A rally for the One Church Plan drew a crowd that overflowed its hotel venue, the night before General Conference delegates were set to begin their legislative work.
Amid the buzzing throng, the Rev. Tom Berlin — who submitted the plan on behalf of the Commission on a Way Forward — called for calm and care.
“In the next couple of days at General Conference, we need you to stand and we need you to speak. We do not need you to join the outrage Olympics,” said Berlin, to a chorus of “Amens.” He is also a delegate from the Virginia Conference.
“We do not need you to fire up on Twitter and use every four-letter word you know. In fact, that’s the most unhelpful thing you can do because we have to bring a lot of votes from people who are right on the edge.”
Berlin and other speakers at the rally repeatedly emphasized the importance of relationship building across geographical and theological lines — not only to win over votes but also to keep the church in ministry together.
The unofficial advocacy group Uniting Methodists held the event in the Park View Room at the Hyatt Regency St. Louis at the Arch, which the hotel says has space for 370 guests. A lively crowd of dozens more flowed out into the surrounding hallways.
Many wore red buttons proclaiming support for the One Church Plan.
The legislation, which a majority of bishops recommend, would leave decisions to hold same-gender weddings up to clergy and congregations — and gay ordination up to annual conferences.
The plan adds protections for clergy and bishops who as a matter of conscience cannot officiate at such unions or ordinations. The plan also lets central conferences — church regions in Africa, Europe and the Philippines — maintain current prohibitions.
To a number of United Methodists who support LGBTQ equality, the plan extends discrimination. To a number of other United Methodists, including many in Africa, the plan violates biblical mandate.
The international crowd at the rally heard from supporters who sought to answer these concerns.
The Rev. Stan Copeland, the senior pastor of Lovers Lane United Methodist Church in Dallas, spoke about leading a congregation with a sizable number of LGBTQ members and immigrants from Zimbabwe.
“The bottom line is here: I believe we can handle these matters best in the local church,” he said. “We can work through this because we know each other, we love each other, we trust each other more.”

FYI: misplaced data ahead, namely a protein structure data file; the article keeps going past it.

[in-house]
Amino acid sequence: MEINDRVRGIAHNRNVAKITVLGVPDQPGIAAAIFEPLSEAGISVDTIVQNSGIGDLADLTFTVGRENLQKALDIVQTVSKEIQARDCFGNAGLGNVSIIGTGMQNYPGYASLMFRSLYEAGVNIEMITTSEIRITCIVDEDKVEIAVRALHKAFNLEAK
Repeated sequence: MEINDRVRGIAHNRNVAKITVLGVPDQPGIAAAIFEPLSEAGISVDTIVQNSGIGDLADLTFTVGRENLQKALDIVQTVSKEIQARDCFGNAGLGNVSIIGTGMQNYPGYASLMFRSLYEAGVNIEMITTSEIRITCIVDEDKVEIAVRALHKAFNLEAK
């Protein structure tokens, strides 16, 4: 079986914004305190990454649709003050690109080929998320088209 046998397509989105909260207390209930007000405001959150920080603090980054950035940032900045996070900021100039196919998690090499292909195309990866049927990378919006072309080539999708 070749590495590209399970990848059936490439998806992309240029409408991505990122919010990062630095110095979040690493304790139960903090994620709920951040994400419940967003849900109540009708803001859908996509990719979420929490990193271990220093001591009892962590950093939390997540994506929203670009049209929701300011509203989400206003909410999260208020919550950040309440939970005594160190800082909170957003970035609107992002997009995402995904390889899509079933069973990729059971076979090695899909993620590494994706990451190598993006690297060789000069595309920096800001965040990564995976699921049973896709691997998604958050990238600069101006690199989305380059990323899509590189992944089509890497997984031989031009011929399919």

The Rev. Eunice Iliya, a hospital chaplain and General Conference delegate from Nigeria, opened her testimony by quoting Romans 12:16 — “Live in harmony with one another. Do not be proud, but be willing to associate with people of low position. Do not be conceited.”
She said she supports the One Church Plan because The United Methodist Church has done much in her life. She said she also has made many LGBTQ friends, including a gay physician who provides health care in Nigerian villages.
She said her late father “would never be happy” to see his clergy daughter be part of those who would divide the denomination.
“I love the One Church Plan because I believe the One Church Plan will keep us together,” she said.
Bill Brownson, the openly gay chief financial officer of the West Ohio Conference and General Conference delegate, echoed that sentiment. He said he has worked over the years with United Methodists who do not think like him.
In addition to his conference work, he also serves on the board of the General Council on Finance and Administration, a group with varied biblical interpretations and views of ministry.
“Together, we are better at taking on the things that need to be taken on,” he said. “To not have that opportunity would be a huge miss for The United Methodist Church. It would be a miss for me personally.”
Earlier in the day, Uniting Methodists held a lunch for General Conference delegates where organizers said the attendance exceeded the 225 boxed lunches ordered for the gathering.
Not everyone at the nighttime rally came to support the One Church Plan. The Rev. Paul Stallsworth, a supporter of the Traditional Plan, came to be able to report for the newsletter of the unofficial advocacy group Lifewatch.
“This is kind of a spiritual discipline,” Stallsworth said. “To come to these conferences, we have to get out of our comfort zone.”
A number of the One Church Plan supporters also were getting out of their comfort zones.
Jim Nibbelink, delegate from the Desert Southwest Conference, said political realities mean the One Church Plan is more likely to pass than what he considers the inclusive ideal. But like so many at the event, he spoke of the importance of maintaining lifesaving ministries United Methodists do together, especially combatting malaria.
Lynne Gilbert, a delegate from the Western North Carolina Conference, said she too wants the church to remain united.
“I also want to change the language that does harm to brothers and sisters among us.”
Hahn is a multimedia news reporter for United Methodist News Service. Contact her at (615) 742-5470 or email@example.com. To read more United Methodist news, subscribe to the free Daily or Weekly Digests.